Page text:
Silverton was the 11th bank in Georgia to fail since the beginning of last year, more than in any other state. Last week American Southern Bank in Kennesaw, Ga., was seized. Most of the failures have involved banks in the Atlanta area, where the collapse of the real estate market brought economic dislocation.
"Bank performance, like that of other businesses, is a direct reflection of local economic conditions," Joe Brannen, president and chief executive of the Georgia Bankers Association, said in a statement Friday. "The economy remains weak, so some banks continue to struggle. ... However, a majority of banks operating in Georgia meet the criteria for being well capitalized by regulators and have adequate reserves to weather the current stresses to the economy."
As the economy nationwide has soured, amid rising unemployment, tumbling home prices and soaring loan defaults, bank failures have cascaded and sapped billions out of the deposit insurance fund. It now stands at its lowest level in nearly a quarter-century, $18.9 billion as of Dec. 31, compared with $52.4 billion at the end of 2007.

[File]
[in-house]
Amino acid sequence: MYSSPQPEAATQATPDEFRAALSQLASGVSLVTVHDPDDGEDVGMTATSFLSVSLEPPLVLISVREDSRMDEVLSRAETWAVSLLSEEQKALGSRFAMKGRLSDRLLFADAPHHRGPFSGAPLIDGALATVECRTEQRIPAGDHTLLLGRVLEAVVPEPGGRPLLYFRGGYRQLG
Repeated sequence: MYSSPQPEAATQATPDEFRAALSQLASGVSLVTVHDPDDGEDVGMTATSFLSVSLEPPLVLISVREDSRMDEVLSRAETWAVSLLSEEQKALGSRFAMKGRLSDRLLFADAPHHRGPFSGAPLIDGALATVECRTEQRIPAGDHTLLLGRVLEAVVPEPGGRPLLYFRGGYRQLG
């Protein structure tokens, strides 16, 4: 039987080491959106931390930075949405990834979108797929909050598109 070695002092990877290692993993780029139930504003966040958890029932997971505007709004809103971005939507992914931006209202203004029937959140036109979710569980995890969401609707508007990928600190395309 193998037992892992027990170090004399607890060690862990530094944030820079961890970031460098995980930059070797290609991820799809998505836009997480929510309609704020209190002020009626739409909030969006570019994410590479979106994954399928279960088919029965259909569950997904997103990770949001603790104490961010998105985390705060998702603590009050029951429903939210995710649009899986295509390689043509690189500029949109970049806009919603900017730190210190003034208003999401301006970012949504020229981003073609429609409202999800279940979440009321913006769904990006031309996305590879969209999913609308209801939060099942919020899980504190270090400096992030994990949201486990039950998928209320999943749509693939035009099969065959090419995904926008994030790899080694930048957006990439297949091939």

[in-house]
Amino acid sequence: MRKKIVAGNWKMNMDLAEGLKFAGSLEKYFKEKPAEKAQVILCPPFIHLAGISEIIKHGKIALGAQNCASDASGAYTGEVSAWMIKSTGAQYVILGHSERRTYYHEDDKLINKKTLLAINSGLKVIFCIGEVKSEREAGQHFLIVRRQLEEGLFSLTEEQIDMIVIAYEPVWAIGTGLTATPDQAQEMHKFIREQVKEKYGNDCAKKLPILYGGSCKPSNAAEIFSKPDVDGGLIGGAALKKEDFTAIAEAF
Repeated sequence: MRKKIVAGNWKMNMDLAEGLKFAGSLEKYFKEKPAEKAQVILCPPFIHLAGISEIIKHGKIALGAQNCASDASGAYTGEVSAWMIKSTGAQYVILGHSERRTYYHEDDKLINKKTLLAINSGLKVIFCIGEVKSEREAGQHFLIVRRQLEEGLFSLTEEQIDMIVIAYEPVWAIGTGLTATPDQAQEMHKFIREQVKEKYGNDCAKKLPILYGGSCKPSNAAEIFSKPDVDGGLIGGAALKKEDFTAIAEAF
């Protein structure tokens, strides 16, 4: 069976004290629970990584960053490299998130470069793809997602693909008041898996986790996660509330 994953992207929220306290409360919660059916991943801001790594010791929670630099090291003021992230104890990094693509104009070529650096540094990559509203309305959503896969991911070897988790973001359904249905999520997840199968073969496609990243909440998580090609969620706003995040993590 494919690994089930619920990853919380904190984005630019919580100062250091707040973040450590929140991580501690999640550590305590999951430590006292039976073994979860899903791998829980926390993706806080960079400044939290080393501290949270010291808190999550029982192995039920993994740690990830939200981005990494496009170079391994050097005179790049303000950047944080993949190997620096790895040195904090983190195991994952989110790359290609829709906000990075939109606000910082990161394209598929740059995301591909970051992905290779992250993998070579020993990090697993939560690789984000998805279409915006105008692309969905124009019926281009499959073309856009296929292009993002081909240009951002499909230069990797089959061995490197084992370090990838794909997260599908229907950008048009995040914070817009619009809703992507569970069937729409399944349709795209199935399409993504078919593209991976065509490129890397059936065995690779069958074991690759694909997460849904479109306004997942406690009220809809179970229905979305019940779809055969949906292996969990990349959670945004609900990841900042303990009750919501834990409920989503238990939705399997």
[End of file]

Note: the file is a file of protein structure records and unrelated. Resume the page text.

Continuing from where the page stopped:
The FDIC expects that bank failures will cost the insurance fund around $65 billion through 2013.
Next week the Federal Reserve will release results of "stress tests" for the 19 large banks at the center of the nation's financial crisis. The results will shed light on which banks may need government support to withstand a more severe recession.
The biggest loss to the insurance fund, $10.7 billion, came from IndyMac Bank, the big California-based savings and loan that was closed by the government last July and operated under an FDIC conservatorship. The failures of Downey Savings & Loan in California and Franklin Bank in Texas, both in November, cost $1.37 billion and $1.36 billion, respectively.
Contributing: AP Business Writer Sara Lepro in New York.